Statistical Analysis. Humor. Knicks.

Wednesday, April 23, 2014

11-1

Flash back to the trade deadline. The 76ers finally get a second talented offensive player to team up with Allen Iverson. That day Chris Webber was the “huge trade” and everything else was just a byline. The deal was supposed to propel Philly to the top of the Atlantic division. However since February 24th, the Sixers have only gone 6-7, and find themselves sputtering in second place.

Just before the trade deadline the division rival Celtics sent point guard Gary Payton, a first round pick, and some belly lint for Antoine Walker. That Boston wanted the 7 year Celtic back after a year and a half exile could have been the trade day laugher had Isiah Thomas not given sports talk hosts something to pounce on. Since then Boston has gone 11-1, and are 5.5 games ahead of Philadelphia. So the Celtics unexpected streak begs the question “Is this for real?”

Granted in this 12 game span, Boston has beaten up on a few of the league’s worst teams. They’ve steamrolled over the Hawks, Jazz, Hornets, and the expansion Bobcats twice. But before we dismiss the Celtics success to the schedulemaker’s whimsy, Boston has been an impressive 4-1 against teams that are .500 or better. The Beantown 12 have defeated Washington and Detroit at home, and Phoenix & Houston on the road. So maybe the Celtics’ turnaround is due to the man they (re-)acquired?

Someday in the far away future, when advanced statisticians look at 20th/21st century NBA, someone is going to write his thesis on the statistical anomaly known as Antoine Walker. The shimmying forward defies being put into any simple category. While ‘Toine is comfortable hoisting three pointer after three pointer, his free throw accuracy is inexplicably free falling towards Shaqsville. The tweener forward is a respectable rebounder (2.3 OREB/40min), but a permeable defender. He’s skillful enough handling the ball that you can run your offense through him (as Atlanta did when they played New York this year), although he’s as likely to have an assist (3.6 AST/40min) as he is a turnover (3.4 TO/40min). His most similars by age according to www.basketball-reference.com show Walker’s diverse and polarized game: Drexler to Glenn Robinson to Bird to Chuck Person to Nick Anderson to Scottie Pippen.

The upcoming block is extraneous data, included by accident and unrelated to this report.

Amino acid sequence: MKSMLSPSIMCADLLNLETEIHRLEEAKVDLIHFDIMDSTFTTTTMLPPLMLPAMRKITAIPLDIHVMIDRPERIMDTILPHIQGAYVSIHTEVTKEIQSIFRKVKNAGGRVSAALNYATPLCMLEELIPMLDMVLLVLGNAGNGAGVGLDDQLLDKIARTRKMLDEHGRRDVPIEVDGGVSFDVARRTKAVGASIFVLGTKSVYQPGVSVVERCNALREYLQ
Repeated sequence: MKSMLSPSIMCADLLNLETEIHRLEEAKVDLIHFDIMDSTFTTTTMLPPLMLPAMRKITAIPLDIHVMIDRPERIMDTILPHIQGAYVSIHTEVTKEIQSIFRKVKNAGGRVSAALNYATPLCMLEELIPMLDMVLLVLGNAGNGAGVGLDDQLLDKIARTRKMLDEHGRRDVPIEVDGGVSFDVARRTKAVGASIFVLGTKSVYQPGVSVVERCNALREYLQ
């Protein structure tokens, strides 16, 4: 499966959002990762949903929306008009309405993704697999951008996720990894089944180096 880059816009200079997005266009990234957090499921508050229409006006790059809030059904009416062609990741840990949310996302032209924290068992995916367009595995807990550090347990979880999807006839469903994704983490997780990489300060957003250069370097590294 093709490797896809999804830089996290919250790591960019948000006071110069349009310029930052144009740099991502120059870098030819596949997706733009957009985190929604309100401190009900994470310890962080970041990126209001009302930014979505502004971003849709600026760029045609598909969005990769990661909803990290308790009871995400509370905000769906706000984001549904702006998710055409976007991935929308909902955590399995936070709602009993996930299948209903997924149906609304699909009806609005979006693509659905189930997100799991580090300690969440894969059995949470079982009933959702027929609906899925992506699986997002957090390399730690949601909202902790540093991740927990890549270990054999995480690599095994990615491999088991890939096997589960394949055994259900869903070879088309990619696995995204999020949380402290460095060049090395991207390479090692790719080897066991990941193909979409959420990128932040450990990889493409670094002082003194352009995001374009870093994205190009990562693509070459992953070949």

Antoine Walker’s 16.1 PER (career 16.9 PER) isn’t exactly league shattering. However his insertion in the starting lineup gives the Celtics a unique look on offense. They can hit the long ball from the three big spots (Pierce, Walker, LaFrentz), and the two forwards have been averaging more assists combined (7.3 AST per game) than the starting point guard (Payton 6.0 AST/game). The Walker deal also gives Boston an addition by subtraction. Since #8 dusted off his old uniform, Raef LaFrentz & Mark “Phillies” Blount have seen more bench time. In the 12 games before the trade, the two played 30 minutes or more 21 times, a feat they’ve only matched 6 times since. Walker gives the Celtics a better front court rotation.

There is one caveat with the Celtics recent success. Walker is playing a bit above his head. This year for Boston he’s been better than his career average or even best year in three main shooting categories.

Stat    eFG     3P%     PSA
Celtics 52.4% 38.9% 1.08
Career 45.7% 32.6% 0.97
Highest 47.8% 36.9% 1.01

Although I think he was a good addition to the Celtics, I suspect that they’ll cool off a bit as ‘Toine floats back down to earth. While I don’t see Boston as good as their 92% win percentage since the trade, I don’t think their improvement is a total fluke. They’re certainly not as good as the Spurs or even the APBRSonics, and it’s possible that they’ll get swept in the first round by a young & hungry team like the Bulls or the Cavs. On the other hand, I wouldn’t be shocked if they knocked off the Pistons & crept into the Eastern Conference Finals.

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